One of the main problems with Dumas’s clunky source material is that none of the major characters are the least bit likable. Since the heroes are every bit as arrogant as the alleged baddies, who cares who wins in the end? And who cares about the bad guys if they aren’t any fun to watch? As the evil Rochefort, Mads Mikkelsen broods and sulks while Christoph Waltz isn’t given a single good line as the corrupt Cardinal Richelieu. Despite the mildly tongue-in-cheek tone maintained by Anderson, Waltz is once again reduced to a humorless bore. Will someone in Hollywood please acknowledge the fact that Waltz unforgettably oozed satirical maliciousness in “Inglourious Basterds” and bank on that fact? Only Freddie Fox has charm to spare as the neurotic Louis XIII, who bumbles about trying to please his wife (the lovely Juno Temple) while straining to keep his wardrobe fashionable. Fox’s deft comic timing is reminiscent of Russell Brand and his scenes with Temple during the film’s sagging midsection are among the brightest in the picture. And then there’s the sad case of Planchett (James Corden) the poor fat servant of the musketeers, who cheerfully berate him as if he were a sub-human slave, while he waddles about in misery like a plus-sized Mel Cooley. My ideal ending for this film would’ve had Planchett pulverizing his masters with a hand grenade after their umpteenth utterance of, “Shut up!” At least that would’ve been a surprise.
The Three Musketeers was released on Blu-ray and DVD on March 13, 2012.
Photo credit: Summit Entertainment
“The Three Musketeers” is presented in gleaming 1080p High Definition (with a 2.35:1 aspect ratio) that accentuates the elegance of the real-life locations, accompanied by English and Spanish audio tracks, and is also available on Blu-ray 3D. A glib series of featurettes (clocking in under 10 minutes) offers a sample of the behind-the-scenes footage hidden within the “Access” visual commentary track, providing bored viewers with optional things to glance at during the film, such as a “musketeer fight meter.” Anderson says that he grew up with Richard Lester’s 1973 adaptation of Dumas’s novel, and was inspired to make his own version where the 18-year-old D’Artagnan is played by an actor of the same age rather than a 30-year-old. The director also boasts that his film marks the first time authentic French architecture has been witnessed in a mainstream American picture, as well as the first time Bloom has been cast in a “manly role”—both claims are more than a trifle suspect.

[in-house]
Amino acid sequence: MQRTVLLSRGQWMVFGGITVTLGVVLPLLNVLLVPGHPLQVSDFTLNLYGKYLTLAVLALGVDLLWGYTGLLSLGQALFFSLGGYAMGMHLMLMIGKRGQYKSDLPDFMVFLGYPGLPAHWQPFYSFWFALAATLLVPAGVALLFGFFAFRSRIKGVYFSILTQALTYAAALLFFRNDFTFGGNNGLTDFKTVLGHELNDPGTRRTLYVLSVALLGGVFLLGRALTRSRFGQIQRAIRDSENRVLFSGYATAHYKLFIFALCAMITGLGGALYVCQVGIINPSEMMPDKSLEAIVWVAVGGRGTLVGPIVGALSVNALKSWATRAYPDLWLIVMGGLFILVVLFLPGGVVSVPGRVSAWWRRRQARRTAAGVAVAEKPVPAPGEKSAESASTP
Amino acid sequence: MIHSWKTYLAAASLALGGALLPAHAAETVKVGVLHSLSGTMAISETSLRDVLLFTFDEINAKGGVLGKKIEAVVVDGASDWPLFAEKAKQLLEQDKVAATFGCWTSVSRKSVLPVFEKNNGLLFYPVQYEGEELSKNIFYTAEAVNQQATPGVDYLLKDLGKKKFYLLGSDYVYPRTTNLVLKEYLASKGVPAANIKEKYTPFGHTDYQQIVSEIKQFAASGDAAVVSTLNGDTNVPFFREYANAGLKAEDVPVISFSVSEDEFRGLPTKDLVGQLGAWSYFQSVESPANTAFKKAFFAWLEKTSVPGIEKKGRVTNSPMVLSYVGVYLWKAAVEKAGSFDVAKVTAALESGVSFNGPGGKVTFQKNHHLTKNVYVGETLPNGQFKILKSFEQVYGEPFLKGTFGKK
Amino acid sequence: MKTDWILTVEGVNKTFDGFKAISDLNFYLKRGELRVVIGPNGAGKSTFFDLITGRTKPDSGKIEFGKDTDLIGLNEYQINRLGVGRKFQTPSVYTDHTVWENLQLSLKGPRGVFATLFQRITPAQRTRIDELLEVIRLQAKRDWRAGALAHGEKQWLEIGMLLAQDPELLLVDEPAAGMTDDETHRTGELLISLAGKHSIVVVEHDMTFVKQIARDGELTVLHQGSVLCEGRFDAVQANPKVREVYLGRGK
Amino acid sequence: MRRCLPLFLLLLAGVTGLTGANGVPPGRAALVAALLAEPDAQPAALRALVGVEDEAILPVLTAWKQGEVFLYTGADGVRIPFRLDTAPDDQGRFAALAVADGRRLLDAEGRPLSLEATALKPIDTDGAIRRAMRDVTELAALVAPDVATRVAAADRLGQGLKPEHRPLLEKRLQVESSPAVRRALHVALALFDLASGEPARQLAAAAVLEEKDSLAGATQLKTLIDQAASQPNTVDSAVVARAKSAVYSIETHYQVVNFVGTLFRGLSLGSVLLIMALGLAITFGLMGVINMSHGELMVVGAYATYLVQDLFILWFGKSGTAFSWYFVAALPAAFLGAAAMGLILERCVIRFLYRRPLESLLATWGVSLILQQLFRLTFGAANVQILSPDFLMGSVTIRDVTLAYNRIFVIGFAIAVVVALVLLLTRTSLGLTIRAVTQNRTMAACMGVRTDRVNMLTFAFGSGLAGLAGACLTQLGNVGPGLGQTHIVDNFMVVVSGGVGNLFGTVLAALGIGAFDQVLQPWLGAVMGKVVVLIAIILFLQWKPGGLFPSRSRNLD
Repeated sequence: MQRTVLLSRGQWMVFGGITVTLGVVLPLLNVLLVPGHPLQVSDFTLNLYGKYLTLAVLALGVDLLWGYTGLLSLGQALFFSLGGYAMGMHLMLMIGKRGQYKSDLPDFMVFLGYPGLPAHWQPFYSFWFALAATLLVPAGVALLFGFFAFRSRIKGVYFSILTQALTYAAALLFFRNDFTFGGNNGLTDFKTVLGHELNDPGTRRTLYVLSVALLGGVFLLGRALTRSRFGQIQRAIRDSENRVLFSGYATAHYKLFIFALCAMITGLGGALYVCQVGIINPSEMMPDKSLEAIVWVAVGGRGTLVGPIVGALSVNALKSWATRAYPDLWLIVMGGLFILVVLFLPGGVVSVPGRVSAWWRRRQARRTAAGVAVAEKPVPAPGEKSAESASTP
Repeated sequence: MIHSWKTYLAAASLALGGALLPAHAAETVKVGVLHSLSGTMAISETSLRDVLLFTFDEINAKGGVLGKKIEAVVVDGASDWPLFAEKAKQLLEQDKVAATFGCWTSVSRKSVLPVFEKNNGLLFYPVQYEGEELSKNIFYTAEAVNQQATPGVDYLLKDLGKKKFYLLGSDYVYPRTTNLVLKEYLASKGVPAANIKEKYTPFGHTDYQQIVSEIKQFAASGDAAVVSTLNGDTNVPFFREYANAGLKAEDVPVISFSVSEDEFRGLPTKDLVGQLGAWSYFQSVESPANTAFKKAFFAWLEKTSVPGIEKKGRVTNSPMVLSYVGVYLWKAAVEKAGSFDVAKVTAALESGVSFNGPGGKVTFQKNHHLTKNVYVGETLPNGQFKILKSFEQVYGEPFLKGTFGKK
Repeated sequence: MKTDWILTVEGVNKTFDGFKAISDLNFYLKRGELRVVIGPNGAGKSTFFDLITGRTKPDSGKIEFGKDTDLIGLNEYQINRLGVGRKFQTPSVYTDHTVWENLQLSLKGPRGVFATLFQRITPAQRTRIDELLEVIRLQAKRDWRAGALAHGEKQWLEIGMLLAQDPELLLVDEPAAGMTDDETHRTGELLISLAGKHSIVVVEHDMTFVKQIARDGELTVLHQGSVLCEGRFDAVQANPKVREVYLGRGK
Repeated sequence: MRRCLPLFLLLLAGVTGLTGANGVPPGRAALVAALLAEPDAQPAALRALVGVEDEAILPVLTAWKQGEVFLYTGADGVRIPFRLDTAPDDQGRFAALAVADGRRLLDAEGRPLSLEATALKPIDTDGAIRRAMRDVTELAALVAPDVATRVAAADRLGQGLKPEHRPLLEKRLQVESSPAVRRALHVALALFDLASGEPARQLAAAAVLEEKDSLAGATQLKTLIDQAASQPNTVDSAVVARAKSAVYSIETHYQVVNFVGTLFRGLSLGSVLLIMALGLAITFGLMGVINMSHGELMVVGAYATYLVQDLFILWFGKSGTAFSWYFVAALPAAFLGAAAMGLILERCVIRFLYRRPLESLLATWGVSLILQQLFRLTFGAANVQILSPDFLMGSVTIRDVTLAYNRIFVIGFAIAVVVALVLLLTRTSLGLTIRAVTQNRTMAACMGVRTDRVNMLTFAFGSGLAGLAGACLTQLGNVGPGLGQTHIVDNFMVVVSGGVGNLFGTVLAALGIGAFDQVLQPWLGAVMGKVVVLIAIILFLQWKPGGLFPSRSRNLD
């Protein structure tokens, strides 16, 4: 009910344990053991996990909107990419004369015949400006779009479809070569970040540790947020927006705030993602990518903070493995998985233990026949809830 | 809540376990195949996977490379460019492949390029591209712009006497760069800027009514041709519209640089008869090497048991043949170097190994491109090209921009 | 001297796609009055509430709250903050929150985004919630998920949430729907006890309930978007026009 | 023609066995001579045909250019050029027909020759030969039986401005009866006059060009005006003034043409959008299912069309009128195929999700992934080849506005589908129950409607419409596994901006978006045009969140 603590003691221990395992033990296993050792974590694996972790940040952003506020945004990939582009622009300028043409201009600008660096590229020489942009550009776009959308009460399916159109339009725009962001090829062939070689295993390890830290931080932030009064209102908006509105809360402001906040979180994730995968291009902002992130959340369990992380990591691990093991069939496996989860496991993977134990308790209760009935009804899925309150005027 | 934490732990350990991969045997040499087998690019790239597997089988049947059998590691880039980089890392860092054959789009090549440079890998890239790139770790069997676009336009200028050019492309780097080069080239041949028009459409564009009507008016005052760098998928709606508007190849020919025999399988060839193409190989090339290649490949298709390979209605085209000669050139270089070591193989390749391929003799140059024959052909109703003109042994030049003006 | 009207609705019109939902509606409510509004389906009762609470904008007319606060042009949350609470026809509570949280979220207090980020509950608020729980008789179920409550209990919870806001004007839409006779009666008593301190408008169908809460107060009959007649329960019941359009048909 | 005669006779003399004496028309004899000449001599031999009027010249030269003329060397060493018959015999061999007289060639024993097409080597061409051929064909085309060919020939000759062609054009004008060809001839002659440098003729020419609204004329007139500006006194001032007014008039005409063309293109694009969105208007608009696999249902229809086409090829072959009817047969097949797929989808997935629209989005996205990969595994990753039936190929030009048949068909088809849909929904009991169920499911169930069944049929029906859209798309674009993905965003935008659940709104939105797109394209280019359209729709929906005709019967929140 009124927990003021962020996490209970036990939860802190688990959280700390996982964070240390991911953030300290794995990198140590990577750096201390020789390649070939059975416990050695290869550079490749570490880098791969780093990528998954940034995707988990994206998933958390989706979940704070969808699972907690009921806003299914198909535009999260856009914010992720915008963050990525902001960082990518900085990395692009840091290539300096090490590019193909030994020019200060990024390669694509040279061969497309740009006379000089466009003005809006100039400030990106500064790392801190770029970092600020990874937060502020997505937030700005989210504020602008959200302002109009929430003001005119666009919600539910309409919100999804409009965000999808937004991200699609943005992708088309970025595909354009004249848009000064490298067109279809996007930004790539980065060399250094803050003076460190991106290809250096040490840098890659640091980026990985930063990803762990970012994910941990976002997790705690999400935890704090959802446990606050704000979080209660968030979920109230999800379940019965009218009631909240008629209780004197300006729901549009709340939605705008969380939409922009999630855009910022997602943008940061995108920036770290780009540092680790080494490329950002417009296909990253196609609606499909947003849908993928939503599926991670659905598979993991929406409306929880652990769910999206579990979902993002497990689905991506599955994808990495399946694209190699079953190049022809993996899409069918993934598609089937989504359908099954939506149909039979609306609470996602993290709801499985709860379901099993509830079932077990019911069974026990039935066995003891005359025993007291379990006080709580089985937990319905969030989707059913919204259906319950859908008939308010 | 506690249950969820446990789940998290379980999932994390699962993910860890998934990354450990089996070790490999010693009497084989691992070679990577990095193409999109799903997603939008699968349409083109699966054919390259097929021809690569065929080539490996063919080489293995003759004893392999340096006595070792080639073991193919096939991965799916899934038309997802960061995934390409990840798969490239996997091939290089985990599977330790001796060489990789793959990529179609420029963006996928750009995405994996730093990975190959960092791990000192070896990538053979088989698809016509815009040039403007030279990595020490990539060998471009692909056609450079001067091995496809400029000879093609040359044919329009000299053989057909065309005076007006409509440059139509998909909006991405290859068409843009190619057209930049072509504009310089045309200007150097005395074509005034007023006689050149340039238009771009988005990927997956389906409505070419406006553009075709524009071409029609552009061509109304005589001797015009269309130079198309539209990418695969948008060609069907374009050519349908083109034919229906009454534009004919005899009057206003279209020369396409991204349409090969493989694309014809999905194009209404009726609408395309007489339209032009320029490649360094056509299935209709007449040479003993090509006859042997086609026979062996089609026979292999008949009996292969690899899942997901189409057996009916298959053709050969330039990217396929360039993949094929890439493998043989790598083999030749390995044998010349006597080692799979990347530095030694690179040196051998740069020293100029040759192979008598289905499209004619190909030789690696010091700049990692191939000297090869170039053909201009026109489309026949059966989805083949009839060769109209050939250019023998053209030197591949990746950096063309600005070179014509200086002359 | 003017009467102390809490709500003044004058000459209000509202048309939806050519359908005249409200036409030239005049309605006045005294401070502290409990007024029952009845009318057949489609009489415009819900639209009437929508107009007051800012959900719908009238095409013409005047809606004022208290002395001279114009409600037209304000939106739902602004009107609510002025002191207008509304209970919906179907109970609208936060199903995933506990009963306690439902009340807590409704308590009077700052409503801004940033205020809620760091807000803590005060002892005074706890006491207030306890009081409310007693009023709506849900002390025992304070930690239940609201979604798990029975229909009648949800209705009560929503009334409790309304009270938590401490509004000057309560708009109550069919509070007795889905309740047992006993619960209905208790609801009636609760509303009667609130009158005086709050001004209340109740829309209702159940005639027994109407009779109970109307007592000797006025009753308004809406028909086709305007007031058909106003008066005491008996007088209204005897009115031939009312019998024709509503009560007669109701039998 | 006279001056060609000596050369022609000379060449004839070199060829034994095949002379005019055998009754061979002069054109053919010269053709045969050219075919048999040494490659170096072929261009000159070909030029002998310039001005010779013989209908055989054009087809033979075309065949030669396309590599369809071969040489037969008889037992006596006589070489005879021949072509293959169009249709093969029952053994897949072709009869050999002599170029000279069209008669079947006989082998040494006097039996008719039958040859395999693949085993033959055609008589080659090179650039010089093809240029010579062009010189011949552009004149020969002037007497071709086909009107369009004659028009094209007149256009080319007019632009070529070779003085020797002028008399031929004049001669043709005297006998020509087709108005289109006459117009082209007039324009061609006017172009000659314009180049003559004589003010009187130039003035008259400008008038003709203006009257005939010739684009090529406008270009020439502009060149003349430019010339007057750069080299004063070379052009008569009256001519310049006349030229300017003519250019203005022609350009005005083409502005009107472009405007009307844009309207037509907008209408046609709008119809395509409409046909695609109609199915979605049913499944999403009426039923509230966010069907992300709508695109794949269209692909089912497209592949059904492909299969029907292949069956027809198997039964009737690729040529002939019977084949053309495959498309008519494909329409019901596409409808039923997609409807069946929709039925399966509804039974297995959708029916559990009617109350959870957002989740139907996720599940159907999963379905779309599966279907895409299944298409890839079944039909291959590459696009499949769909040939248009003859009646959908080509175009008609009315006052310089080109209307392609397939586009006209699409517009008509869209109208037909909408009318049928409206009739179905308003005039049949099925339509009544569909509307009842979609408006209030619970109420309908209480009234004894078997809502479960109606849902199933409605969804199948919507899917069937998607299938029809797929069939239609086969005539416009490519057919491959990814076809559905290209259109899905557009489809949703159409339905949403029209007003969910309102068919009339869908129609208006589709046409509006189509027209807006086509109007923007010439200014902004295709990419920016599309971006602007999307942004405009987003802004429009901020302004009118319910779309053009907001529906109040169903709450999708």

The mixture of French and Italian influences in the film’s required sets made Bavaria an ideal choice of location. On the audio commentary track, Anderson and producers Jeremy Bolt and Robert Kulzer (dubbed “the budgeteers”) praise Constantin Film Produktion for granting the crew permission to shoot in places such as the Antiquarium in Munich. Viewers hoping for extended action sequences in the disc’s 14 minutes of deleted footage will be disappointed by the assemblage of axed perfunctory dialogue. Highlights include a funny ad-lib by a disgruntled Corden, who grumbles about the prospect of starting a union, and a ridiculous elongated version of the D’Artagnan/Rochefort fight scene, where Mikkelsen’s endless wordy threats cause Lerman to exclaim, “You’re going to talk me to death!” Too bad his best line was left on the cutting room floor.